The biggest shocker of the tournament came in the first round, when the Denver Nuggets came back from a 2-0 deficit to defeat the Seattle SuperSonics in 5 games, marking the first time in NBA history that an 8th-seeded team had defeated a top seed. The Nuggets stretched their second-round playoff series with the Utah Jazz out to seven games but the Jazz defeated them in Game 7.

The playoffs also featured the very first playoff series victory for the Indiana Pacers in their 17-year NBA existence, as they swept the Orlando Magic (who were making their first playoffs appearance in franchise history) in the first round, and then eliminated the top-seeded Atlanta Hawks 4-2 in the second round. The Pacers advanced within one game of the NBA Finals but dropped Games 6 and 7 of the Eastern Conference Finals to the Knicks.

This was the first time since the ABA-NBA merger prior to the 1976-77 season that all four former ABA teams (Indiana, Denver, San Antonio and New Jersey) made the playoffs in the same year.

For the Chicago Bulls, this was their first (and as it would turn out, only) playoff run they would accomplish between the first retirement of Michael Jordan and his return on March 17, 1995. After sweeping the Cleveland Cavaliers in the first round, they fell in seven games to the Knicks in the Eastern Conference semi-finals.

For the Knicks, they made history by playing a record 25 playoff games (one game short of a full length postseason), the most postseason games that an NBA team had ever played until this record was broken by the 2008 Boston Celtics. Their easiest series was the first-round 3-1 advancement over the Nets. The Knicks then forced three straight Game 7 series, eliminating the Bulls 4-3 in the Conference Semifinals, knocking off the Pacers 4-3 in the Conference Finals, both times at Madison Square Garden, before falling in Game 7 to the Rockets at The Summit in the NBA Finals, which meant New York was denied both NBA and NHL titles. Game 4 of the Finals (June 15, 1994) took place at the Garden, awashed with scent of beer and champagne a day after the New York Rangers' 3-2 win over the Vancouver Canucks in Game 7 of the Stanley Cup Finals. Knicks Coach Pat Riley made history by becoming the first (and to this date, the only) person in NBA history to have coached in a Game 7 NBA Finals on two different teams, having been with the Los Angeles Lakers in 1984 and 1988. However, he had the unfortunate distinction to have become the first (and to this date, the only) coach to lose a Game 7 NBA Finals on two different teams, as his Lakers lost to the Celtics in 1984. It also denied him the distinction of becoming the first coach to win a Game 7 NBA Finals on two different teams, as his Lakers defeated the Detroit Pistons in 1988.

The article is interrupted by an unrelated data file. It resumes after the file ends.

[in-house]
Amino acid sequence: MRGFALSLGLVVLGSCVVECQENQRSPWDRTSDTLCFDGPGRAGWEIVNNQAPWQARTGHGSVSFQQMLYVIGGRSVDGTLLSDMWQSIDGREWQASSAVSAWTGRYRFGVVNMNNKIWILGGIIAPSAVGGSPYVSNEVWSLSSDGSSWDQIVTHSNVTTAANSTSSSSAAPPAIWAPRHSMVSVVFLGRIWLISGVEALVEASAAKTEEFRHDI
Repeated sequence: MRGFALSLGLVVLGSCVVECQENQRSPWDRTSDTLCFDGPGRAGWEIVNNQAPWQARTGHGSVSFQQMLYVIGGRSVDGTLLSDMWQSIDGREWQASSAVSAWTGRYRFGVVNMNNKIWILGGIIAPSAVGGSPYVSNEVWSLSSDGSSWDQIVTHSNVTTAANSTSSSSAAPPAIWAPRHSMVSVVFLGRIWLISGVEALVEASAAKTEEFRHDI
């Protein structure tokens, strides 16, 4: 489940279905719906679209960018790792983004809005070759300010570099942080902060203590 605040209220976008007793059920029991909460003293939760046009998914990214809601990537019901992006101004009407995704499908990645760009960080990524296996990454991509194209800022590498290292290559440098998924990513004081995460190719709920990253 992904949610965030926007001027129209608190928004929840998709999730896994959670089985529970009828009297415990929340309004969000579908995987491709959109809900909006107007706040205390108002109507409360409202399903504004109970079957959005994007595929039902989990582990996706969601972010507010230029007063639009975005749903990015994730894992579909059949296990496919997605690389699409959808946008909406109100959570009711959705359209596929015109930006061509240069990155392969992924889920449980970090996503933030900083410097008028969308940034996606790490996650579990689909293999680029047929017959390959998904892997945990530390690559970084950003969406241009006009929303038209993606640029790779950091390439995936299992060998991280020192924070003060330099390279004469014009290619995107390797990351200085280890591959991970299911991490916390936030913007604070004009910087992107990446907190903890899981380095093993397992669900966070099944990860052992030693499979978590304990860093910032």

This would be the last playoff appearance for the Golden State Warriors until the 2006-07 NBA Season.

This was also the first time that the Boston Celtics, since 1979, and the Los Angeles Lakers, since 1976, did not make the playoffs and their first-ever absence since the playoff field expanded to 16 teams in 1984. This is the first and (as of 2009) only time that both the Lakers and the Celtics missed the playoffs in the same year.

Game 3 of the Bulls-Cavaliers series would be the last game ever played at Richfield Coliseum.

Game 6 of the Knicks-Bulls series would be the last game ever played at Chicago Stadium.

http://en.wikipedia.org/wiki/1994_NBA_Playoffs
Material Plastic/Paper/Metal
Condition Good
Dimensions H-7.75 W-3.25 D-0.5 inches
Height (in) 7.75
Width (in) 3.25
Imagefile 048\20010420002.JPG
Condition Notes Light soiling and scratching.
Search Terms Orlando Magic
National Basketball Association
Sports
Basketball